If I stop biking for more than 2 days, I can feel it. I don’t feel right. After more than a few days without exercise, the full brunt of dpression starts to weigh on me. There’s probably a rebound effect involved because I end up with the scary sort of depression that psychologists call Major or Clinical depression, not just a depressed mood.
Now, my wife has been told by her doctor that she’s not allowed to drive because she twisted her ankle a week or so ago. And I really hate it when people are not supposed to drive for one reason or another (a BAC above the legal limit, poor vision, etc) drive.. plus it physically hurts for her to drive, so even if she wanted to drive, she probably couldn’t. So I’ve been working from home and stuff and between that and a bit of traveling-planned-before-she-twisted-her-ankle, I went for a few days without biking and mostly without exercise.
So last Monday, I worked from home and was fighting the worst possible soul-crushing depression I’ve felt in a long long time. And I knew that on previous days while working from home, I’d put off going on a bike ride because I wasn’t getting work done. And I told myself that I wasn’t going to get anything done if I didn’t do something about the bike riding, so I finally just went on a ride, even though I still had a lot on my plate for the day. It’s actually pretty hard to deliberately fit exercise into a normal workday compared to how easy it is to fit it in when it’s how you get to work.
Having to drive her places, it kind of annoys me about this society that all of us Americans have constructed. I do not think a person who has lost their driving skills because of old age or poor eyesight or other such problems should be driving and will not condone it. But I understand how it happens. In America, they might as well hand you a suicide pill when they take back your driver’s license card.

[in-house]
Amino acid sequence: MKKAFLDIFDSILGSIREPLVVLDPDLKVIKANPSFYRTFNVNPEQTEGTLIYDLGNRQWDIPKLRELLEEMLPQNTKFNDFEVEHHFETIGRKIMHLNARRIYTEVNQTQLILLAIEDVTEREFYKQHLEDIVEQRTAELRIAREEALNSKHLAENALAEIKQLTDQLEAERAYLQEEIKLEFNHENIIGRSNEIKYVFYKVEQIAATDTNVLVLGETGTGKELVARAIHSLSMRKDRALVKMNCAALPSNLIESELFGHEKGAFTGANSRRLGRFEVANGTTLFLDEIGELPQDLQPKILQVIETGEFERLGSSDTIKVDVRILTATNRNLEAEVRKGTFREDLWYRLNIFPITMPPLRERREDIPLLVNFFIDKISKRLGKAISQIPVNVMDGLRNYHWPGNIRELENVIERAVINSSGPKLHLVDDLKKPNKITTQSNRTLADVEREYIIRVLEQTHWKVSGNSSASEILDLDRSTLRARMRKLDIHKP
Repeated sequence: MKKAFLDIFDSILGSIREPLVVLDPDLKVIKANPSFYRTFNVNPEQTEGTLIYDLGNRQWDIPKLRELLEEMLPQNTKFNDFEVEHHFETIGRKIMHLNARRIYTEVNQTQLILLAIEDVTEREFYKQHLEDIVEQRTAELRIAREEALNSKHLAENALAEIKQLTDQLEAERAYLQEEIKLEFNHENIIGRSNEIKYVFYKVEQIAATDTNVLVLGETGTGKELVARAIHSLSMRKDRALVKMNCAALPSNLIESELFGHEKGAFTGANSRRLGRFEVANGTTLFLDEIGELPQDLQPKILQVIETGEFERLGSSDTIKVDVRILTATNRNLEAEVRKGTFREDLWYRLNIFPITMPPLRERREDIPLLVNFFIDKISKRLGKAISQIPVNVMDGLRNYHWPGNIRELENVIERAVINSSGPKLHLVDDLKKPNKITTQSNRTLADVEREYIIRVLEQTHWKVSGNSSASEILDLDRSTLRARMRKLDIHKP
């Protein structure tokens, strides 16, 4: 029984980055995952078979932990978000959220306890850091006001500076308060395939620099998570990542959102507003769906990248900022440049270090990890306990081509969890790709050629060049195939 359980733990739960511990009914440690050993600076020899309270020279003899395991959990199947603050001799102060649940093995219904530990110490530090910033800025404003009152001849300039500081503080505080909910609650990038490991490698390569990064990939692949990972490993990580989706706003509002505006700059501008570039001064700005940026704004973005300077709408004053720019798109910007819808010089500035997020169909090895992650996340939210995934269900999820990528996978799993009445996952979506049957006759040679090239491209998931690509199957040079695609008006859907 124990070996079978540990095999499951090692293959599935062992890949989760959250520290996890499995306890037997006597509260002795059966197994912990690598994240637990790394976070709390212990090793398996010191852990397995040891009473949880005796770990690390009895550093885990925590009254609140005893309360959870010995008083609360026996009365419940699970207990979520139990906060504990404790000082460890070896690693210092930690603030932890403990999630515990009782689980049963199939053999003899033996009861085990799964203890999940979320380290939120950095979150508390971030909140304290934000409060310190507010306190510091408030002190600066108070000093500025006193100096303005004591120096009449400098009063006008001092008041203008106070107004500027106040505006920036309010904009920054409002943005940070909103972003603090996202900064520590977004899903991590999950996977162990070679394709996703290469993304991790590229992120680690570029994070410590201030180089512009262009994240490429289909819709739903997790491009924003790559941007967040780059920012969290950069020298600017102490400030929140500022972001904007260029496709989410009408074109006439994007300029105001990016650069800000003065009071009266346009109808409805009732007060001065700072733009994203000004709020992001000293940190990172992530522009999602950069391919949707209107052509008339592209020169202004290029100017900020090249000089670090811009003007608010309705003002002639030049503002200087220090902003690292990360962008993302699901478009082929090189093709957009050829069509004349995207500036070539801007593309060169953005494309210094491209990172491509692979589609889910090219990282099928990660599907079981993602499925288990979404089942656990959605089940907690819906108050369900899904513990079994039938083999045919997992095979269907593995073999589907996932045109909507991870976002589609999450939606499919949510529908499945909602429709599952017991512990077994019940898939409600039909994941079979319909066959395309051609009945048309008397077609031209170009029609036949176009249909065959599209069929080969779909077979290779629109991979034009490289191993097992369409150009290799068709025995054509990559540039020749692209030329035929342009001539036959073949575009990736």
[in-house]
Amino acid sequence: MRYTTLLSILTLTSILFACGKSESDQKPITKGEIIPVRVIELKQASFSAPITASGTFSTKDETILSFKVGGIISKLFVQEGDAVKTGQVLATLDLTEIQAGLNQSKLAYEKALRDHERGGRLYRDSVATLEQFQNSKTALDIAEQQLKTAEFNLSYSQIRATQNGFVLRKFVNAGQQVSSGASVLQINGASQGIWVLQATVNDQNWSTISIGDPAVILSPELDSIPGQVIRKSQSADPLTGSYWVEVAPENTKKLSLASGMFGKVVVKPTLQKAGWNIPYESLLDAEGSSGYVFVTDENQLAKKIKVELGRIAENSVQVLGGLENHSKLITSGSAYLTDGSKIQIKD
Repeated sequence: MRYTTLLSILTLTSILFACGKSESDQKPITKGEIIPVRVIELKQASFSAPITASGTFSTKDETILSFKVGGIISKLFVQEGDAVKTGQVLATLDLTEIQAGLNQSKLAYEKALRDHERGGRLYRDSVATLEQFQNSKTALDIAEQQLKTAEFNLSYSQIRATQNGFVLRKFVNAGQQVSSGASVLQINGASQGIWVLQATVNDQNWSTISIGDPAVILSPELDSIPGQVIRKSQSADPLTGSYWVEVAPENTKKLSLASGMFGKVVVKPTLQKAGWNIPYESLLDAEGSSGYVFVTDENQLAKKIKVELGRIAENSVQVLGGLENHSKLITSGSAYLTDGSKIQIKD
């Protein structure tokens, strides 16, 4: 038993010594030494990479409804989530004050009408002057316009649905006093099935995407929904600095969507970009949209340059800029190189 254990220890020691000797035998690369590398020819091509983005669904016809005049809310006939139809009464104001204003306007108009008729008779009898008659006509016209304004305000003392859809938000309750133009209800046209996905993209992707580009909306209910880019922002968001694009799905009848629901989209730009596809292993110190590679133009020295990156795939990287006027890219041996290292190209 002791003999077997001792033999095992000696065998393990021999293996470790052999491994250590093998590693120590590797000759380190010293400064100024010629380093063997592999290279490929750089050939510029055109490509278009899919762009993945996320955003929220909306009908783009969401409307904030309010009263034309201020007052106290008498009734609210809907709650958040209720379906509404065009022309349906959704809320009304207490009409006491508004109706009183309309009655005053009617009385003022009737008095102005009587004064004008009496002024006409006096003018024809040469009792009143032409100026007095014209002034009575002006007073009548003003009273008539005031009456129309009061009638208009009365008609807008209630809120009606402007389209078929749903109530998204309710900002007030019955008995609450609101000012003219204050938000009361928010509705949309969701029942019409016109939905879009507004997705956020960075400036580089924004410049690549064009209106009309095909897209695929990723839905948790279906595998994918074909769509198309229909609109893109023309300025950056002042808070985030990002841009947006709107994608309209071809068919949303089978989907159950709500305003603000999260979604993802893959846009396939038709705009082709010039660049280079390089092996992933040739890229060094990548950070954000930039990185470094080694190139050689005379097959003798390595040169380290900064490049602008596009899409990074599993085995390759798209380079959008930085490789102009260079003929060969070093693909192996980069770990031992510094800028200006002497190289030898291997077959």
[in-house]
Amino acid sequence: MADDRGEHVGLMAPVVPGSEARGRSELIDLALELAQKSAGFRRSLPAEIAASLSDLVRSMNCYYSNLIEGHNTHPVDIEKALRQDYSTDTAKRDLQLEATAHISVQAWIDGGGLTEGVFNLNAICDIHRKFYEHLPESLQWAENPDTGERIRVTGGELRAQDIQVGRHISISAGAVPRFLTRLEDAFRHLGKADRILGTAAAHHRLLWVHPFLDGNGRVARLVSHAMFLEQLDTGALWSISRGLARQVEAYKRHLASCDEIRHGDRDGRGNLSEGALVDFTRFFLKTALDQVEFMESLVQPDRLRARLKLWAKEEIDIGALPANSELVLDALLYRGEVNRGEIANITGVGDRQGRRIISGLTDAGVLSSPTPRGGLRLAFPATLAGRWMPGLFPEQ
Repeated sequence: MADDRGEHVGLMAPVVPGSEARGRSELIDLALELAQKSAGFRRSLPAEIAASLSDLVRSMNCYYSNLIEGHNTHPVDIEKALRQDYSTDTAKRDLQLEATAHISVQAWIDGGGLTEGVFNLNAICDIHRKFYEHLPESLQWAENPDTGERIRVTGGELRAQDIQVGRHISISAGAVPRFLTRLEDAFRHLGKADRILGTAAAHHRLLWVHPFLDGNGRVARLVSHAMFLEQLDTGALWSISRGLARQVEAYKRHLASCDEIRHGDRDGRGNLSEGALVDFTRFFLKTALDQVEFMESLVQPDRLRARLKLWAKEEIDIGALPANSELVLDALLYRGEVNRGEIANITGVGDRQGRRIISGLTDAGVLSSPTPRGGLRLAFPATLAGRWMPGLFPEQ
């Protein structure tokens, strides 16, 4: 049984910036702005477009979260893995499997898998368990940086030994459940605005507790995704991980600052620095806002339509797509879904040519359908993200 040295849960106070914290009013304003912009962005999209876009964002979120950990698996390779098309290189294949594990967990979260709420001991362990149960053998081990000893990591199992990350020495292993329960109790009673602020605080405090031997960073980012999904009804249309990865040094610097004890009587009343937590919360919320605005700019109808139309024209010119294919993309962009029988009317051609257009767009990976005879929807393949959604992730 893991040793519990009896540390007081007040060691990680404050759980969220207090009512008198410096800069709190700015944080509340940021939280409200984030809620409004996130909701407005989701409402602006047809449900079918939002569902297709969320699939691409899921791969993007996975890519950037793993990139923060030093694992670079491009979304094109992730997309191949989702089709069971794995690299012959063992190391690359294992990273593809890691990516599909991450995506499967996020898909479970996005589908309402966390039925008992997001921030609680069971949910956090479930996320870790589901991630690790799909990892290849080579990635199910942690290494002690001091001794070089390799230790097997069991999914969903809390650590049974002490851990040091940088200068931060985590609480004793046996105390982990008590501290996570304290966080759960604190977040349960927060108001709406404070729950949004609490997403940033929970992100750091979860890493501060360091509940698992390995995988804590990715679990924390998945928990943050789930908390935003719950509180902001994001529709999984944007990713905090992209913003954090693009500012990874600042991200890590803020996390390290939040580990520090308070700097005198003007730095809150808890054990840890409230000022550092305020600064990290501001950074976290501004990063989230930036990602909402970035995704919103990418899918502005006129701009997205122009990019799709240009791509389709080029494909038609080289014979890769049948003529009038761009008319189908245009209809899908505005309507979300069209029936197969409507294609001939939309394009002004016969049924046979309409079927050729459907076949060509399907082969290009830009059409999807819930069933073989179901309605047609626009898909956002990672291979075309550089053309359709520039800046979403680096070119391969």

To me, this is not a just society. Because it’s not like a person woke up one morning and said “Hey, I’d like to get old and decrepit! That sounds like SO MUCH FUN!” and, while there are services out there to transport the non-drivers, I also understand that these services are not going to compare to the rapid rewards of driving in our intentionally car-centric society. Especially if your answer is “Hey, take this bus system that is not only slower than driving, it’s slower than biking and sometimes slower than walking and doesn’t even get you to everywhere you’d want to go.” Part of why cycling works so well is because it lets me bypass the crappy transportation system that results when you run buses in an area that has bus service but not enough density to make them work smoothly.
I bike to work today and you have no idea how much better I feel. I feel like me again. Perhaps this is the new me that showed up in the past few years, but it’s the only me I really like most of the time.
But living my bike-centric lifestyle no longer seems so much like a choice I have in front of me but a basic requirement for me to be able to live a life worth living.
One of the guys in my team at work, who is also a hardcore cyclist, broke his ribs in a cycling accident last winter. Being injured in such a way that I can’t bike for an extended period of time is particularly scary for me these days.
Anyway, the doctor says that she’s not allowed to drive until next week but she has to go back to work and go to physical therapy appointments. I love my wife very much. I love her so much that I’ll actually drive a car for her and risk mental illness. Three days. I can do this.